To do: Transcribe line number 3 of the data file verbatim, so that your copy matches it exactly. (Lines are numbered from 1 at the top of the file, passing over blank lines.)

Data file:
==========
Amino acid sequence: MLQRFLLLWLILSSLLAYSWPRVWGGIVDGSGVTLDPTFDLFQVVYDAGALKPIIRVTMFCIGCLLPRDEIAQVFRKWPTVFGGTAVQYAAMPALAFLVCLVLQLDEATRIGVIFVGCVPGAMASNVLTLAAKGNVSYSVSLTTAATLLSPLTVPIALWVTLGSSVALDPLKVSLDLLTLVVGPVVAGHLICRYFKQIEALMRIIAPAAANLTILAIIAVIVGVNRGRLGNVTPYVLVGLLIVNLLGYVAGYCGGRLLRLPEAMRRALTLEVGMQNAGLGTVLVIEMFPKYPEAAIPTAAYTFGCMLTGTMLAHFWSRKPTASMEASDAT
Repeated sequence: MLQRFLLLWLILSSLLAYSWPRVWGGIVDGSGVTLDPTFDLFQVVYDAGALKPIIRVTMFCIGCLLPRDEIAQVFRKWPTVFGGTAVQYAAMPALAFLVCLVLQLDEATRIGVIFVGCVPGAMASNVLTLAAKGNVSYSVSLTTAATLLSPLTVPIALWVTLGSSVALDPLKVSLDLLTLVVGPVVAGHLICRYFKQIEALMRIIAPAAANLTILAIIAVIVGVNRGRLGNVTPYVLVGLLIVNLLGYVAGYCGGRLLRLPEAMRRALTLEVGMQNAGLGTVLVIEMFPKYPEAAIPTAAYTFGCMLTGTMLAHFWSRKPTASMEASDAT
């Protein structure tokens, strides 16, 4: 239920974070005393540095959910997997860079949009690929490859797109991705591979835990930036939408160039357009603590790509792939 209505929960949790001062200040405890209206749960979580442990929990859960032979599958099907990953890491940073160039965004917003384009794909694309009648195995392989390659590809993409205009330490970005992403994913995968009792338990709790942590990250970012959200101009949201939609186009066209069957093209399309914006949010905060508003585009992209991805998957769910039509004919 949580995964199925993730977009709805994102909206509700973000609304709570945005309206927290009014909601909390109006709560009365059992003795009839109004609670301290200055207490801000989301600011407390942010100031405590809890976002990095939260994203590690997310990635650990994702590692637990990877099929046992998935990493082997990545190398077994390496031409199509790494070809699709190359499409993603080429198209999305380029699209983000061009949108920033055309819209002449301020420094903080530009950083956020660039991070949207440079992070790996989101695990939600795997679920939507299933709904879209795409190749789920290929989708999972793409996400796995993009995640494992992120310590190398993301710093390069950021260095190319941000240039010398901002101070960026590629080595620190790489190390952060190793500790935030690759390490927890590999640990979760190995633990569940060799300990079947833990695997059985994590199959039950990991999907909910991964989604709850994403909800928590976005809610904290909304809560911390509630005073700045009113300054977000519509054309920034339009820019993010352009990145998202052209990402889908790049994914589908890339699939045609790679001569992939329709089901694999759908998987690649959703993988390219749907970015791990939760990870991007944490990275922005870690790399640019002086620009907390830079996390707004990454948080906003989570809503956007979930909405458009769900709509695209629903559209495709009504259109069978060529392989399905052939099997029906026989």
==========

């Protein structure tokens, strides 16, 4: 239920974070005393540095959910997997860079949009690929490859797109991705591979835990930036939408160039357009603590790509792939 209505929960949790001062200040405890209206749960979580442990929990859960032979599958099907990953890491940073160039965004917003384009794909694309009648195995392989390659590809993409205009330490970005992403994913995968009792338990709790942590990250970012959200101009949201939609186009066209069957093209399309914006949010905060508003585009992209991805998957769910039509004919 949580995964199925993730977009709805994102909206509700973000609304709570945005309206927290009014909601909390109006709560009365059992003795009839109004609670301290200055207490801000989301600011407390942010100031405590809890976002990095939260994203590690997310990635650990994702590692637990990877099929046992998935990493082997990545190398077994390496031409199509790494070809699709190359499409993603080429198209999305380029699209983000061009949108920033055309819209002449301020420094903080530009950083956020660039991070949207440079992070790996989101695990939600795997679920939507299933709904879209795409190749789920290929989708999972793409996400796995993009995640494992992120310590190398993301710093390069950021260095190319941000240039010398901002101070960026590629080595620190790489190390952060190793500790935030690759390490927890590999640990979760190995633990569940060799300990079947833990695997059985994590199959039950990991999907909910991964989604709850994403909800928590976005809610904290909304809560911390509630005073700045009113300054977000519509054309920034339009820019993010352009990145998202052209990402889908790049994914589908890339699939045609790679001569992939329709089901694999759908998987690649959703993988390219749907970015791990939760990870991007944490990275922005870690790399640019002086620009907390830079996390707004990454948080906003989570809503956007979930909405458009769900709509695209629903559209495709009504259109069978060529392989399905052939099997029906026989």